Bio: Susan is an Assistant Professor in the Department of Psychological Sciences at Auburn University. She investigates the cognitive and neural mechanisms that support language processing under conditions of uncertainty, when communication is most likely to break-down. Research in her lab uses converging behavioral (choice reaction time, preferential looking, eye-tracking) and neuroimaging (fMRI, DTI) techniques to explore how individual differences in domain-general cognitive functions, such as working memory, cognitive control, and persistence, influence language processing across the lifespan.

Susan got her PhD in Neuroscience and Cognitive Science from UMD in 2014. After graduating, she became a Postdoctoral Scholar and Research Assistant Professor in the Hearing Research Program at the Medical University of South Carolina in Charleston, before starting as an Assistant Professor at Auburn in 2018.

Ewan Dunbar (Toronto, LING '13)

Wednesday 1/20, 2:30pm [Zoom link]

Modelling early language acquisition from raw speech data

Abstract: The problem of language acquisition is key to the way questions are posed and answered in linguistics and in the cognitive sciences of language more broadly. And we now know quite a lot about the earliest stages of language acquisition, which, quite reasonably, show infants tuning into the signal, learning the sound inventory of the language and developing an early lexicon between six and twelve months. What can recent advances in machine learning bring to the table? I will discuss how we have been able to take advantage of an interest from industry in applied problems in speech, and channel the forces of modern machine learning towards cognitively interesting problems in early language acquisition. I will cover the small number of initial results that seem to come out of this line of research, which suggest that abstract phonet/emic categories are both critically important and somewhat overrated, depending on what facts need to be explained.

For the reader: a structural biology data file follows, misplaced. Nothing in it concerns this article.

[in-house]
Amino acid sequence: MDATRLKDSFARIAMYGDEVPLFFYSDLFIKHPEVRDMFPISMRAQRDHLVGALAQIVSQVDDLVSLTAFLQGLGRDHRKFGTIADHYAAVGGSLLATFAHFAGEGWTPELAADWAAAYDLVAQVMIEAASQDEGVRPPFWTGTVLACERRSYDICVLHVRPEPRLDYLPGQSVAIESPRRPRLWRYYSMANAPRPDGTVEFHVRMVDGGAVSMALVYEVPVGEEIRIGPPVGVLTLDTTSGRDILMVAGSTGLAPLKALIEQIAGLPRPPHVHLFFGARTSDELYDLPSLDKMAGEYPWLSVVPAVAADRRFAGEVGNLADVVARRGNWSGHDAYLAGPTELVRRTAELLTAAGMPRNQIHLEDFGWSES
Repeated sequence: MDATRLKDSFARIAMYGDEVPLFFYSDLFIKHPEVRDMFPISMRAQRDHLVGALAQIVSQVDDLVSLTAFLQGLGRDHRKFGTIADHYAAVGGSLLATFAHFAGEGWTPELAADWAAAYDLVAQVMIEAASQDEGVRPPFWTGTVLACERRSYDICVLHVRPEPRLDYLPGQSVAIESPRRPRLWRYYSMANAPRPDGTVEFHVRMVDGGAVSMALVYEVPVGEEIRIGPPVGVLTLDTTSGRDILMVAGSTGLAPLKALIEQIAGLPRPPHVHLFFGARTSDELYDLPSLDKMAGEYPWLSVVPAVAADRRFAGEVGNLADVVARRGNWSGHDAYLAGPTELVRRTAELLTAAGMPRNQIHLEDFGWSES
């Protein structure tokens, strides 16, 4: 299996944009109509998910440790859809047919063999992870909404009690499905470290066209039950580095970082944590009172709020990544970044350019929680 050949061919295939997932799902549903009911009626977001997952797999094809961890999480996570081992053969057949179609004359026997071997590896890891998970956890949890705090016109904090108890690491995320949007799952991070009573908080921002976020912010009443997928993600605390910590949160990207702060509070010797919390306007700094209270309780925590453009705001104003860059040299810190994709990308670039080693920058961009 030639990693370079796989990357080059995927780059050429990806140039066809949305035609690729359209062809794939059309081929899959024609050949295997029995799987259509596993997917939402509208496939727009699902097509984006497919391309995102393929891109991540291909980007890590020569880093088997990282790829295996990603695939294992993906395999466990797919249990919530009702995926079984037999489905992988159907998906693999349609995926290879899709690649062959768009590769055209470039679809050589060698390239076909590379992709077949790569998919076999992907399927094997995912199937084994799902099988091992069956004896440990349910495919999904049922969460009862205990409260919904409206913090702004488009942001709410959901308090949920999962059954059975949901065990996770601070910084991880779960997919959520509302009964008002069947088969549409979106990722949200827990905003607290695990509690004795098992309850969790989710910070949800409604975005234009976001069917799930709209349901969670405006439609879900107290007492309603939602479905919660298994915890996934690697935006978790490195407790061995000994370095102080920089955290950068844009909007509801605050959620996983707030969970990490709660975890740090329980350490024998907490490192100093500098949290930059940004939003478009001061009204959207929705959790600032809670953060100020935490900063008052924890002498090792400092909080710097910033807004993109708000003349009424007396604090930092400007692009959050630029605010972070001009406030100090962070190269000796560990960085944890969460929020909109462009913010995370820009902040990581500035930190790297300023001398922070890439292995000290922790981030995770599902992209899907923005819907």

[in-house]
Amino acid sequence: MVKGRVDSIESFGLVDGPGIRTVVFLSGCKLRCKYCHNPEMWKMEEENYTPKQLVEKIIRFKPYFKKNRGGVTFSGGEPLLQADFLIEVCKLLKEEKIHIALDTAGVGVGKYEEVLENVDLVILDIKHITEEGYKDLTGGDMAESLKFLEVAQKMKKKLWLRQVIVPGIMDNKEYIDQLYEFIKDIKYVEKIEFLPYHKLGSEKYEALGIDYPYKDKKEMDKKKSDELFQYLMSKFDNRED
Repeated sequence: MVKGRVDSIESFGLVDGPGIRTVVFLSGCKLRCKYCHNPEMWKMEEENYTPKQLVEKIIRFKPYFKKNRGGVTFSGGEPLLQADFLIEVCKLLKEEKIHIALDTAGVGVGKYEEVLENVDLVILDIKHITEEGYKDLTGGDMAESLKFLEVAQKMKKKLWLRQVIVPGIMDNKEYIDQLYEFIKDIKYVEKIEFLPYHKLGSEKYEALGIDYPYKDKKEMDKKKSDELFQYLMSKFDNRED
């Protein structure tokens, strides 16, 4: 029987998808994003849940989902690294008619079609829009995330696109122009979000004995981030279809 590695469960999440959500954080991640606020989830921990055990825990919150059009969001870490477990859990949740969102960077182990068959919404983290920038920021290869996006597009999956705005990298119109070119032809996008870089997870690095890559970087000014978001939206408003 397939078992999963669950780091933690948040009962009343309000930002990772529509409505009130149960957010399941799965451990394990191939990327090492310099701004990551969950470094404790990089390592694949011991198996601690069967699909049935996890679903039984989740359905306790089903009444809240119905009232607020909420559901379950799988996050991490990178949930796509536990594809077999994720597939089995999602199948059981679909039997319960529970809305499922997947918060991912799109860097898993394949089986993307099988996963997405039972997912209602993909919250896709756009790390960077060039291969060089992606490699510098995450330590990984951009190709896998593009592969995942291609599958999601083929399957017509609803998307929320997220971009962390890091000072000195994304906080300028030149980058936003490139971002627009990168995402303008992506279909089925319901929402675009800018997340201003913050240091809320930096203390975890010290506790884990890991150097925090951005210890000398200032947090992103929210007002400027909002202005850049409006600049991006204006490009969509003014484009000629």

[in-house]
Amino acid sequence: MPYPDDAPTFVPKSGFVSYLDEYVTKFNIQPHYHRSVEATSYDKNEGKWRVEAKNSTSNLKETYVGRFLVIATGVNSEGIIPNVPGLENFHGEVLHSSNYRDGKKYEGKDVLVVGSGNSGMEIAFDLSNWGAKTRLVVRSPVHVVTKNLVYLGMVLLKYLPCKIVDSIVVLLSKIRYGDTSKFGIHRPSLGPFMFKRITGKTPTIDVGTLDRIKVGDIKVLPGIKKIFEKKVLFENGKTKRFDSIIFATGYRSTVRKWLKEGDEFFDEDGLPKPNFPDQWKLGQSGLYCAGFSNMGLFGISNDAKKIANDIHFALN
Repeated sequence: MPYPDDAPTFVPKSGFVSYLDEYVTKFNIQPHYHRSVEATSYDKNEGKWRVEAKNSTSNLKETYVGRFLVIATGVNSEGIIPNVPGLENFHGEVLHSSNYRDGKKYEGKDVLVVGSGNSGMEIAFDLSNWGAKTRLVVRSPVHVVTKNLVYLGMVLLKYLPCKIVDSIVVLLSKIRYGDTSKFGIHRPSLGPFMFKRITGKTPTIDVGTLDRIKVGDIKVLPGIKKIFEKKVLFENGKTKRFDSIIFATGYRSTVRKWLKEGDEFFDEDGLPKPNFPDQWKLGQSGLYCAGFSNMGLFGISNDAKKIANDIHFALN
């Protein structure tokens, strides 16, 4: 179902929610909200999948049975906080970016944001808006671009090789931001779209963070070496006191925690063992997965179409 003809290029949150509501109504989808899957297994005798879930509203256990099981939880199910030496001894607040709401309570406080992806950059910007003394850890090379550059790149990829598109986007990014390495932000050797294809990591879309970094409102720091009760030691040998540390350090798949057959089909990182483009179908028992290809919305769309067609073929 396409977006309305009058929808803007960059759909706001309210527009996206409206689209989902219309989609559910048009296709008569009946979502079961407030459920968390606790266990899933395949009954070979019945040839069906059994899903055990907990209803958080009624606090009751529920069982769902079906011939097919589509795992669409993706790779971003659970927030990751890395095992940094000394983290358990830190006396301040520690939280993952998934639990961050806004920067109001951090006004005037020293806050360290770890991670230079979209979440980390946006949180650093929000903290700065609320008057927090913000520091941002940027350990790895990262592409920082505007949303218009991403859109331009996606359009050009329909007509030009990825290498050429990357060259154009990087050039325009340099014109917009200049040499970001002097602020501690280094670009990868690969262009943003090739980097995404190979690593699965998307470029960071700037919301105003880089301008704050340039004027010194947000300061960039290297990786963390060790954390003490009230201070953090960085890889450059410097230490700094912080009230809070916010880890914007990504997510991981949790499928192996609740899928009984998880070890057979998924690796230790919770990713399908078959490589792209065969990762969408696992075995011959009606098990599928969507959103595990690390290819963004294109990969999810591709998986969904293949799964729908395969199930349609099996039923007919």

Bio: Ewan is an Assistant Professor in the Department of French at the University of Toronto. He specializes in computational linguistics and aims to build and understand computer systems that can learn and use human language. His work focuses on speech perception, automatic speech recognition, text-to-speech synthesis, as well as understanding and explaining commonalities between human languages and the sounds they use.

Ewan got his PhD in Linguistics from UMD in 2013. After graduating, he spent four years as a postdoctoral researcher at the École Normale Supérieure in Paris, and three years as faculty at the Université Paris Diderot, Paris VII, now Université de Paris, before returning to Toronto to join the French linguistics group in the Department of French.

Program details


Writing groups will launch on Monday 1/11 with Zoom meetings [link], and then continue checking in via Slack throughout the week.

Accountability groups. Get together with other students to set writing goals and check in regularly. Exchange tips and strategies for productive writing time.

Peer feedback groups. Pair up with another student to exchange feedback on working drafts. We'll share some best practices for giving and receiving good feedback.